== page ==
Anthropogenic impact on diazotrophic diversity in the mangrove rhizosphere revealed by nifH pyrosequencing.

Jing H, Xia X, Liu H, Zhou Z, Wu C, Nagarajan S - Front Microbiol (2015)

Identity and distribution of the 20 most abundant OTUs (with 95% similarity as the cutoff value) among all samples collected from the five mangrove locations in Singapore.
© Copyright Policy
Related In: Results  -  Collection

License
Show All Figures
getmorefigures.php?uid=PMC4612719&req=5

Figure 2: Identity and distribution of the 20 most abundant OTUs (with 95% similarity as the cutoff value) among all samples collected from the five mangrove locations in Singapore.
Mentions: The distribution of the 20 most abundant OTUs was highly varied among the different samples with the 12 top OTUs occurring in SM. OTU1 and 2 accounted respectively for 29 and 25% of the total OTUs in SJ, and showed a high similarity with Marinobacterium lutimaris DSM22012 and Scytonema sp. LEGE07189, respectively. The abundance of the remaining OTUs was less than 6% for each, except for OTU3, which accounted for 11% in SM showing close affiliation with Klebsiella sp. (Figure 2). In addition, a BLAST search provided the identities of the 10 most abundant OTUs in each sample, and these were shown to vary considerably such that the top OTUs in SC and PS were both closely affiliated with Marinobacterium lutimaris DSM22012 with different levels of similarities; whereas in PRP and SJ, they were affiliated with Desulfovibrio gigas and Desulfovibrio magneticus, respectively, and in SM, they were affiliated with Klebsiella sp. (Supplementary Figure S2).

Bottom Line: The metabolic capacities of these diazotrophs indicate the potential for bioremediation and resiliency of the ecosystem to anthropogenic impact.In heavily polluted locations, the diazotrophic community structures were markedly different and the diversity of species was significantly reduced when compared with those in a pristine location.This, together with the increased abundance of Marinobacterium, which is a bioindicator of pollution, suggests that anthropogenic activity has a negative impact on the genetic diversity of diazotrophs in the mangrove rhizosphere.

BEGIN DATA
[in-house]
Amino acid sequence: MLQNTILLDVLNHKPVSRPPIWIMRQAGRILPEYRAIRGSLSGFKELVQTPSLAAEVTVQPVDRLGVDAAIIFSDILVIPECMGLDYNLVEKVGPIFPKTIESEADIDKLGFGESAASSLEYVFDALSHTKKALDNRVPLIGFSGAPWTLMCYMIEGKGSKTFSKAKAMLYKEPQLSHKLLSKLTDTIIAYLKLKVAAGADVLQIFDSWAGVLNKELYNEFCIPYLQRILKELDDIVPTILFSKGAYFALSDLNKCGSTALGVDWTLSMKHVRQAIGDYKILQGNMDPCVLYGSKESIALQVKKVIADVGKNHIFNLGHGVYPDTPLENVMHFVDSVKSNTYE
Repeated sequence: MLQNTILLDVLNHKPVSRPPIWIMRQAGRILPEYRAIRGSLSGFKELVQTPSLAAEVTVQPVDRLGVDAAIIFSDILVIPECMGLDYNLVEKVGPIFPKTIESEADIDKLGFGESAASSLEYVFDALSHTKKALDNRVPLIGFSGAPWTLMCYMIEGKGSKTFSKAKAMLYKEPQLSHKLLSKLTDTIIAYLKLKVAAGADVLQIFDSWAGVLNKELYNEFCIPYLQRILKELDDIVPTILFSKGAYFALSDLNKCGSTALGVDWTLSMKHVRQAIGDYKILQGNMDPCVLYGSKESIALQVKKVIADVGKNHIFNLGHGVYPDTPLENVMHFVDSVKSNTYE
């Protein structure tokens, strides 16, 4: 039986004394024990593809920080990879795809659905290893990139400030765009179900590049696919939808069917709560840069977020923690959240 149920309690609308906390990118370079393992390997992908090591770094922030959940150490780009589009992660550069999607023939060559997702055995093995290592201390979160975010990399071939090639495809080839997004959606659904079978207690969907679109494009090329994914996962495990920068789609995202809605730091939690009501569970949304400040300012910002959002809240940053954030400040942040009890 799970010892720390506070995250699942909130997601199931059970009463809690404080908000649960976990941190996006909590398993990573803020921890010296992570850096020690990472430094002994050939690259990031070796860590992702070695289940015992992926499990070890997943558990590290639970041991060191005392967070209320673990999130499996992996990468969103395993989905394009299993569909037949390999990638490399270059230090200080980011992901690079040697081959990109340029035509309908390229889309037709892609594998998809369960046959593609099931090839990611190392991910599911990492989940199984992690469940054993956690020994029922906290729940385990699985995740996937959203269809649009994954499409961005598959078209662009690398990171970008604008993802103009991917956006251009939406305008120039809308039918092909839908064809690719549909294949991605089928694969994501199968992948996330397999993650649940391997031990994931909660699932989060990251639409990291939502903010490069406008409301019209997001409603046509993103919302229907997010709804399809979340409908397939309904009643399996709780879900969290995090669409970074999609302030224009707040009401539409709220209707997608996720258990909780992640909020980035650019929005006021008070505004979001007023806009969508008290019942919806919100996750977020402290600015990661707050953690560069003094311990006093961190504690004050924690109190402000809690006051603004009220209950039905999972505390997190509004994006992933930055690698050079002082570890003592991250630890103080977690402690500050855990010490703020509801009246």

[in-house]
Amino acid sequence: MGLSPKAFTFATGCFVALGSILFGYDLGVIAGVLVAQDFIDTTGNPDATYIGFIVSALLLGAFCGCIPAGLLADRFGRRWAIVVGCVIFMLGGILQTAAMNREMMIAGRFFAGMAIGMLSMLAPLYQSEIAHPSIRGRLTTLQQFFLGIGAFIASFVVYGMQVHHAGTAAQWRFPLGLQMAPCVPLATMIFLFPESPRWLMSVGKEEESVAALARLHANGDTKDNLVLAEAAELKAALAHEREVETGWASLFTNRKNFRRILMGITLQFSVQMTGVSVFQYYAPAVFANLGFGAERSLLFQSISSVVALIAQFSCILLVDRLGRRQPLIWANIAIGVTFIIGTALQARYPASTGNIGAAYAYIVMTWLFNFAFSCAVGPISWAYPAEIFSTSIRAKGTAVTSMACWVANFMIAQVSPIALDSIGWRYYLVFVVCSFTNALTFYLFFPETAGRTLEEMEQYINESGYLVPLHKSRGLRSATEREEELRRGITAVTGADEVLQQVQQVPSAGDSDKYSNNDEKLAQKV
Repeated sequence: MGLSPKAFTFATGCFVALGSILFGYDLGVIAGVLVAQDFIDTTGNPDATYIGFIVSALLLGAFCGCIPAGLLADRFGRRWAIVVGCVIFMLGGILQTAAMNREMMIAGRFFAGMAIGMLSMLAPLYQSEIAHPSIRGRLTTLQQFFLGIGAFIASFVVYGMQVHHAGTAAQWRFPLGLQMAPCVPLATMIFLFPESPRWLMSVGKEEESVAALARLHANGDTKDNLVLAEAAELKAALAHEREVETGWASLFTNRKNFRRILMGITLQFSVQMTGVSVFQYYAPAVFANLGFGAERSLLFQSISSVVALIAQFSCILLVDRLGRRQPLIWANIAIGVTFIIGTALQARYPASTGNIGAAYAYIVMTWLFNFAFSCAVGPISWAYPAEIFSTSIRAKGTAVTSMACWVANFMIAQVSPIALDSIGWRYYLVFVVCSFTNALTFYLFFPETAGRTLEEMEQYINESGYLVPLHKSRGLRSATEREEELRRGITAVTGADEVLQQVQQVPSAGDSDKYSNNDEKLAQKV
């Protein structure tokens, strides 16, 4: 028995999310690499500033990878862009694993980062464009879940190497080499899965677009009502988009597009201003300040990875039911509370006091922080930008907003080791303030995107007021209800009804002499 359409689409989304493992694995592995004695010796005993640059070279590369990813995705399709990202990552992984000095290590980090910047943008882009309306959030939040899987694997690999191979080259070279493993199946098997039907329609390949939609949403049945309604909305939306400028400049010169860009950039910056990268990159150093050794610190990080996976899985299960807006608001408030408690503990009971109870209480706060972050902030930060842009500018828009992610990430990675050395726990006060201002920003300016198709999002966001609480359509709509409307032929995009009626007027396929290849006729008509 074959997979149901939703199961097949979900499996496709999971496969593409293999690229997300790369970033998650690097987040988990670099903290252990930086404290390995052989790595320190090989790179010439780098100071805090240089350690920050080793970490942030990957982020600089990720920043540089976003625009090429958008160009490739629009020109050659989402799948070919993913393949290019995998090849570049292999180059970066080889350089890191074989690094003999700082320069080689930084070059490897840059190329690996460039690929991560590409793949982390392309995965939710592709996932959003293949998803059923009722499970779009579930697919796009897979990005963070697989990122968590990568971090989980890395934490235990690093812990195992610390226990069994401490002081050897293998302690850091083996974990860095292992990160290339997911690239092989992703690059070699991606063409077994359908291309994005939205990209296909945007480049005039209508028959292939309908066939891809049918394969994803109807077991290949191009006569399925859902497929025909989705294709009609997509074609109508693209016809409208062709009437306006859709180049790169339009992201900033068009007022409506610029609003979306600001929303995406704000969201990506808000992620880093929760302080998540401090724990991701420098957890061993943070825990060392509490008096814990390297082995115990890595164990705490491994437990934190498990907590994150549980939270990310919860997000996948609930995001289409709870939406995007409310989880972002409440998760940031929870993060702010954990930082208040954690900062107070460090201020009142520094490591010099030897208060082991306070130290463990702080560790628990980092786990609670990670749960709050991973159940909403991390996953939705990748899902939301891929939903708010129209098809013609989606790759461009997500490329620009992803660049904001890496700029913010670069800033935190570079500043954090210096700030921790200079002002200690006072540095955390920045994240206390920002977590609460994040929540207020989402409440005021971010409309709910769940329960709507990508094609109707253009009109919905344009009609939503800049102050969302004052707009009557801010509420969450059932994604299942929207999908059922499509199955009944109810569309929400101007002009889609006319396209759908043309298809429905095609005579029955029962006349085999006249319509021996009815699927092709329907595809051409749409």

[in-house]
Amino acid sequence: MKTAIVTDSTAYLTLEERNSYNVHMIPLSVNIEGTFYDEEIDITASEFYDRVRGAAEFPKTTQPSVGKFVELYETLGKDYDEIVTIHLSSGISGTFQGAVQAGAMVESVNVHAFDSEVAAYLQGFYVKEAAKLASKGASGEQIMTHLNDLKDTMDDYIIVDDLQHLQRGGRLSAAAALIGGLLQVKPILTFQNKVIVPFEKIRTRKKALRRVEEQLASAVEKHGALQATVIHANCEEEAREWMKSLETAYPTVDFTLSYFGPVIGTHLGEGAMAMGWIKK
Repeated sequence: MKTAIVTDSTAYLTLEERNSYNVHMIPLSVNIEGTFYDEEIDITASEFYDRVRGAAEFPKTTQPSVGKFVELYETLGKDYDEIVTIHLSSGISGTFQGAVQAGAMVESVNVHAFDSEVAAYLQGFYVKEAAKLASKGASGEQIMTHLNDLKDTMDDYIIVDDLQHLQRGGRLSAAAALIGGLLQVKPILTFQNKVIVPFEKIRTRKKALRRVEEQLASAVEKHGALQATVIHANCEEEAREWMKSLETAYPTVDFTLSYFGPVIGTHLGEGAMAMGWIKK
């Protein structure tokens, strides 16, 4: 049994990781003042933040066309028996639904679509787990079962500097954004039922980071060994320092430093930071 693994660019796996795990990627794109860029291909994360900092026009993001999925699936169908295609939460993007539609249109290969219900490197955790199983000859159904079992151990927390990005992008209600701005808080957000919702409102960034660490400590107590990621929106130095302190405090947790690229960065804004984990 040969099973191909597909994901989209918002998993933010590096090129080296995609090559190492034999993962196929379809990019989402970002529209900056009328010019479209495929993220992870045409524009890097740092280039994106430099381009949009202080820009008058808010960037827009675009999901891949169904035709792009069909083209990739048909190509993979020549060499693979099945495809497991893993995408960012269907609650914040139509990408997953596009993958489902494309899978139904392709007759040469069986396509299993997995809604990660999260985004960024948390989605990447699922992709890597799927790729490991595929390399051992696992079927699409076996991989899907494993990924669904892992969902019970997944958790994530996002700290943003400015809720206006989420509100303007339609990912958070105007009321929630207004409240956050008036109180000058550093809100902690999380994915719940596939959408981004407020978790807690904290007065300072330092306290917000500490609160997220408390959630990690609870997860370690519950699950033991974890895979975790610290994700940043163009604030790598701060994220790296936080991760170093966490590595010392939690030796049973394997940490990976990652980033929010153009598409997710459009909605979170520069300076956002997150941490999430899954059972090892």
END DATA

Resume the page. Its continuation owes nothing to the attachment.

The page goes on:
View Article: PubMed Central - PubMed

Affiliation: Sanya Institute of Deep-sea Science and Engineering, Chinese Academy of Sciences Sanya, China.

ABSTRACT
Diazotrophs in the mangrove rhizosphere play a major role in providing new nitrogen to the mangrove ecosystem and their composition and activity are strongly influenced by anthropogenic activity and ecological conditions. In this study, the diversity of the diazotroph communities in the rhizosphere sediment of five tropical mangrove sites with different levels of pollution along the north and south coastline of Singapore were studied by pyrosequencing of the nifH gene. Bioinformatics analysis revealed that in all the studied locations, the diazotroph communities comprised mainly of members of the diazotrophic cluster I and cluster III. The detected cluster III diazotrophs, which were composed entirely of sulfate-reducing bacteria, were more abundant in the less polluted locations. The metabolic capacities of these diazotrophs indicate the potential for bioremediation and resiliency of the ecosystem to anthropogenic impact. In heavily polluted locations, the diazotrophic community structures were markedly different and the diversity of species was significantly reduced when compared with those in a pristine location. This, together with the increased abundance of Marinobacterium, which is a bioindicator of pollution, suggests that anthropogenic activity has a negative impact on the genetic diversity of diazotrophs in the mangrove rhizosphere.

No MeSH data available.